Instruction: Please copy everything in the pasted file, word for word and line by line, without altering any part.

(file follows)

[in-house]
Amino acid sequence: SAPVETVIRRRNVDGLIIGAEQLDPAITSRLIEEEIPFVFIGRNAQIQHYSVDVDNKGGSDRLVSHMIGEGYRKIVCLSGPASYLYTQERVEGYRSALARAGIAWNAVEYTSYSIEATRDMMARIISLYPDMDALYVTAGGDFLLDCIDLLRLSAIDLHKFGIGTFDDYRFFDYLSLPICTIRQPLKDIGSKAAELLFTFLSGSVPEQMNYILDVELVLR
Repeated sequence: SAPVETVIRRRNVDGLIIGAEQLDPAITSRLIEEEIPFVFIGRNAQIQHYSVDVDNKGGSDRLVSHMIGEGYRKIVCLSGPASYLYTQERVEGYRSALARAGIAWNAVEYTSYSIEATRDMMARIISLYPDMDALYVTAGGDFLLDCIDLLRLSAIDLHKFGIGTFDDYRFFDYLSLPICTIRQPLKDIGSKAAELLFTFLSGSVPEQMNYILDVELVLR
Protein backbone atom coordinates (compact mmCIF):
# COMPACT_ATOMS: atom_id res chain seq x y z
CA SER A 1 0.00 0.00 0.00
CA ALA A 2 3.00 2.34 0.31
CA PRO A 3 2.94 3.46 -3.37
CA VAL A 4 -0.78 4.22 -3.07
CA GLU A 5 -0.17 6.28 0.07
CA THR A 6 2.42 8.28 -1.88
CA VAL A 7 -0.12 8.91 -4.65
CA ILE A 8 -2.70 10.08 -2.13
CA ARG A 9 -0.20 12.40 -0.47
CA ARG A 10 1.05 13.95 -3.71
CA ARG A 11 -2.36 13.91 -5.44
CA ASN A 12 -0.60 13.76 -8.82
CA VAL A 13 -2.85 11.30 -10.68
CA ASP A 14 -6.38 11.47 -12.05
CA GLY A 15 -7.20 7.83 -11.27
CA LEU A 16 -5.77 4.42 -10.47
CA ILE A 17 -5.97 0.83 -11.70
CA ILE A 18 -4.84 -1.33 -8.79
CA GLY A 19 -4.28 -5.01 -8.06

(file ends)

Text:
[in-house]
Amino acid sequence: SAPVETVIRRRNVDGLIIGAEQLDPAITSRLIEEEIPFVFIGRNAQIQHYSVDVDNKGGSDRLVSHMIGEGYRKIVCLSGPASYLYTQERVEGYRSALARAGIAWNAVEYTSYSIEATRDMMARIISLYPDMDALYVTAGGDFLLDCIDLLRLSAIDLHKFGIGTFDDYRFFDYLSLPICTIRQPLKDIGSKAAELLFTFLSGSVPEQMNYILDVELVLR
Repeated sequence: SAPVETVIRRRNVDGLIIGAEQLDPAITSRLIEEEIPFVFIGRNAQIQHYSVDVDNKGGSDRLVSHMIGEGYRKIVCLSGPASYLYTQERVEGYRSALARAGIAWNAVEYTSYSIEATRDMMARIISLYPDMDALYVTAGGDFLLDCIDLLRLSAIDLHKFGIGTFDDYRFFDYLSLPICTIRQPLKDIGSKAAELLFTFLSGSVPEQMNYILDVELVLR
Protein backbone atom coordinates (compact mmCIF):
# COMPACT_ATOMS: atom_id res chain seq x y z
CA SER A 1 0.00 0.00 0.00
CA ALA A 2 3.00 2.34 0.31
CA PRO A 3 2.94 3.46 -3.37
CA VAL A 4 -0.78 4.22 -3.07
CA GLU A 5 -0.17 6.28 0.07
CA THR A 6 2.42 8.28 -1.88
CA VAL A 7 -0.12 8.91 -4.65
CA ILE A 8 -2.70 10.08 -2.13
CA ARG A 9 -0.20 12.40 -0.47
CA ARG A 10 1.05 13.95 -3.71
CA ARG A 11 -2.36 13.91 -5.44
CA ASN A 12 -0.60 13.76 -8.82
CA VAL A 13 -2.85 11.30 -10.68
CA ASP A 14 -6.38 11.47 -12.05
CA GLY A 15 -7.20 7.83 -11.27
CA LEU A 16 -5.77 4.42 -10.47
CA ILE A 17 -5.97 0.83 -11.70
CA ILE A 18 -4.84 -1.33 -8.79
CA GLY A 19 -4.28 -5.01 -8.06